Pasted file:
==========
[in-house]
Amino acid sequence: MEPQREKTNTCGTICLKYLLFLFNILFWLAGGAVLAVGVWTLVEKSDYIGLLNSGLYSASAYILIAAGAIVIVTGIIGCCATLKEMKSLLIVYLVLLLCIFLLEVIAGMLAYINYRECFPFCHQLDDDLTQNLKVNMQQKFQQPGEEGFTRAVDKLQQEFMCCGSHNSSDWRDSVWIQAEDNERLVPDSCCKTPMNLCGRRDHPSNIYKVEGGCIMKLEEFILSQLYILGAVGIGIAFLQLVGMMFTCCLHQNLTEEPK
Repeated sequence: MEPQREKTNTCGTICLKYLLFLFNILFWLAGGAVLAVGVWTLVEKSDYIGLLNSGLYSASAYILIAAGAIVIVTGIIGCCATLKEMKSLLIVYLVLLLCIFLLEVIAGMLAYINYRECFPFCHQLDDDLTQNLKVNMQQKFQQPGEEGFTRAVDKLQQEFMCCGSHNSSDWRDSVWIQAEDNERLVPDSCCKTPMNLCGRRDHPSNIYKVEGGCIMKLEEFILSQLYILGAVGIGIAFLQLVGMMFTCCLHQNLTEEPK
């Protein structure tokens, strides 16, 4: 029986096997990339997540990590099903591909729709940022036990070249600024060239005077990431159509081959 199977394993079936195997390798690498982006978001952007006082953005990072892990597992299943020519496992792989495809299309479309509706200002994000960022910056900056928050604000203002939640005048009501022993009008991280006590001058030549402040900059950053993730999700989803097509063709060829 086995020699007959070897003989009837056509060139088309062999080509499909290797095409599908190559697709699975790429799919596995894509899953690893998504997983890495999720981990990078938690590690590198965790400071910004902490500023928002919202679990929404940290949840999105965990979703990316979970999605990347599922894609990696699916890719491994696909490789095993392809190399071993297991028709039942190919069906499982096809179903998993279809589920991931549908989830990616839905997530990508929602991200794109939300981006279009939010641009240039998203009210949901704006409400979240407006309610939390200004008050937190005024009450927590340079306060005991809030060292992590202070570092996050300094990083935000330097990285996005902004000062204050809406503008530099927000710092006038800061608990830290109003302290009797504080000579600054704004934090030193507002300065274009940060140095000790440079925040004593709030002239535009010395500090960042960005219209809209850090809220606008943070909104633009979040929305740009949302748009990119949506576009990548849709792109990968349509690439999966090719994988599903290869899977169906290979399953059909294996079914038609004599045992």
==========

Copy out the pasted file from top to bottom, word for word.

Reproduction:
[in-house]
Amino acid sequence: MEPQREKTNTCGTICLKYLLFLFNILFWLAGGAVLAVGVWTLVEKSDYIGLLNSGLYSASAYILIAAGAIVIVTGIIGCCATLKEMKSLLIVYLVLLLCIFLLEVIAGMLAYINYRECFPFCHQLDDDLTQNLKVNMQQKFQQPGEEGFTRAVDKLQQEFMCCGSHNSSDWRDSVWIQAEDNERLVPDSCCKTPMNLCGRRDHPSNIYKVEGGCIMKLEEFILSQLYILGAVGIGIAFLQLVGMMFTCCLHQNLTEEPK
Repeated sequence: MEPQREKTNTCGTICLKYLLFLFNILFWLAGGAVLAVGVWTLVEKSDYIGLLNSGLYSASAYILIAAGAIVIVTGIIGCCATLKEMKSLLIVYLVLLLCIFLLEVIAGMLAYINYRECFPFCHQLDDDLTQNLKVNMQQKFQQPGEEGFTRAVDKLQQEFMCCGSHNSSDWRDSVWIQAEDNERLVPDSCCKTPMNLCGRRDHPSNIYKVEGGCIMKLEEFILSQLYILGAVGIGIAFLQLVGMMFTCCLHQNLTEEPK
């Protein structure tokens, strides 16, 4: 029986096997990339997540990590099903591909729709940022036990070249600024060239005077990431159509081959 199977394993079936195997390798690498982006978001952007006082953005990072892990597992299943020519496992792989495809299309479309509706200002994000960022910056900056928050604000203002939640005048009501022993009008991280006590001058030549402040900059950053993730999700989803097509063709060829 086995020699007959070897003989009837056509060139088309062999080509499909290797095409599908190559697709699975790429799919596995894509899953690893998504997983890495999720981990990078938690590690590198965790400071910004902490500023928002919202679990929404940290949840999105965990979703990316979970999605990347599922894609990696699916890719491994696909490789095993392809190399071993297991028709039942190919069906499982096809179903998993279809589920991931549908989830990616839905997530990508929602991200794109939300981006279009939010641009240039998203009210949901704006409400979240407006309610939390200004008050937190005024009450927590340079306060005991809030060292992590202070570092996050300094990083935000330097990285996005902004000062204050809406503008530099927000710092006038800061608990830290109003302290009797504080000579600054704004934090030193507002300065274009940060140095000790440079925040004593709030002239535009010395500090960042960005219209809209850090809220606008943070909104633009979040929305740009949302748009990119949506576009990548849709792109990968349509690439999966090719994988599903290869899977169906290979399953059909294996079914038609004599045992």